How to find a job in Berlin

Work in Berlin
Updated 2022-11-13 22:08

Berlin is Germany's biggest city and Europe's fifth-largest metropolitan area, meaning that it comes as no surprise that it is an international city and one of the most popular expat destinations worldwide. One of the reasons for the latter is that Berlin offers high rates of employability and a wide range of successful work sectors, allowing the conditions for career growth opportunities.

Hence, the city continues to attract professional expats, international job seekers and interns, global talent, investors and students from all over the world, adding to its diversity. Finding a job in Berlin should not be difficult, considering the many options. However, one should make sure that they meet the criteria to enter Germany and live and work

Berlin's economy

Berlin has a significant tradition of being a large industrial center thanks to dynamic business figures such as the entrepreneur Werner von Siemens who revolutionized the electrical goods industry in the 1800s, and his name is associated with some of the most powerful moments in the history of electrical engineering. Hence, Berlin's economy is founded on a firm base, and financial crises such as the 2009 economic crisis or the crisis caused by the outbreak of COVID-19 did not create long-lasting or irreversible damage as in other parts of the world. 

Nowadays, Berlin's most profitable and pioneering industrial sectors are the sectors of energy, clean technology (i.e., eco-friendly power plant engineering, photovoltaic, etc.), information and communication technologies, and life sciences (i.e., biochemistry, genetics, immunology, biotechnology, pharmacology, virology, bacteriology, etc.). But what makes Berlin a firm economic power is the fact that two-thirds of the sales generated by the pharmaceutical industry, and mechanical and electrical engineering industries are the result of exports. 

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Berlin's main economic pillars are economic and financial services, the processing industry, automotive manufacturing, trade, and the hospitality industry. Many big German companies, including Siemens, Berliner Verkehrsbetriebe, Deutsche Telekom, Deutsche Bahn, Axel Springer, as well as several international firms, have their headquarters or subsidiaries in Berlin.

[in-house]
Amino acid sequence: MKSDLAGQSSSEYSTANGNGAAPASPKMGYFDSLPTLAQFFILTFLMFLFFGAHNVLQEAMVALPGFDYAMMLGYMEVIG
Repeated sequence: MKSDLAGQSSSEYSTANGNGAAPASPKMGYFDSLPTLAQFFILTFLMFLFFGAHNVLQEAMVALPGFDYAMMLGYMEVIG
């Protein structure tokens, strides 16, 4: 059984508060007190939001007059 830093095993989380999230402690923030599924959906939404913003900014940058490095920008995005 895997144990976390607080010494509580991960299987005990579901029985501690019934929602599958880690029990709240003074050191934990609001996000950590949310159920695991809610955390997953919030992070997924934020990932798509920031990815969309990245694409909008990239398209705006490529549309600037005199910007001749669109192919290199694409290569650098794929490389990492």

The labor market in Berlin

Berlin is an international and German students' hub with 40 higher education institutions, some of which are the most renowned in Germany, Europe, and even the world. Berlin hosts about 154,000 students, and every year, it releases to the global labor market around 26,000 qualified graduates ready to be employed, of which 35% are STEM students. According to information from university admissions offices, 50% of the annual graduates are absorbed by organizations and businesses in the region. Job vacancies in Berlin mainly relate to the following jobs: nurses and health care assistants, energy professionals, tax advisers, train drivers, plumbers, and heating and air conditioning specialists. Meanwhile, the most sought-after jobs are those of teachers, media professionals, technicians, social scientists, or sales advisers. 

Despite Berlin's continuous growth in employment opportunities since 2010, the city's labor market scenery changed abruptly in 2020 due to the measures against the spread of COVID-19. In fact, in 2020, the number of employed people in Berlin fell by -0.4% compared to the year 2019, along with the gross domestic product. Nevertheless, the declines that Berlin experienced were among the lowest in the country. Generally speaking, most Berliners are employed in major industries such as public service, financial services, healthcare, social services, business operations, and automotive manufacturing. It's worth mentioning that in 2017, Berlin's GDP was over EUR 129.9 billion, which was a 4.1% contribution to the national GDP. 

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Berlin has a lively start-up community. There was a time when Berliners used to say that every 20 minutes, a new start-up was founded in Berlin. Maybe this is not the case anymore. However, start-ups continue to play an important role in job creation and employability.  

Finding work in Berlin

Finding work in Berlin is not an easy task. However, it can be a pleasant experience as there are jobs available and employers are used to communicating with international candidates. First and foremost, as a job seeker, it is your responsibility to ensure that you have the right to live and work in Germany. If this is not the case, you should be transparent when presenting your profile to potential employers and discuss with them whether they are willing to sponsor your German work visa. Then, you have to present your skills and qualifications in your CV in such a way that it resonates with German employers. For many professions, you may have to transfer your foreign qualifications into the German system. 

Tip: We recommend raising your questions regarding finding work in Berlin to the active members of's Berlin Forum. Besides receiving advice regarding your job search, you may come across potential employers. 

Useful links:



Jobs in Berlin

Berlin Business Location Center

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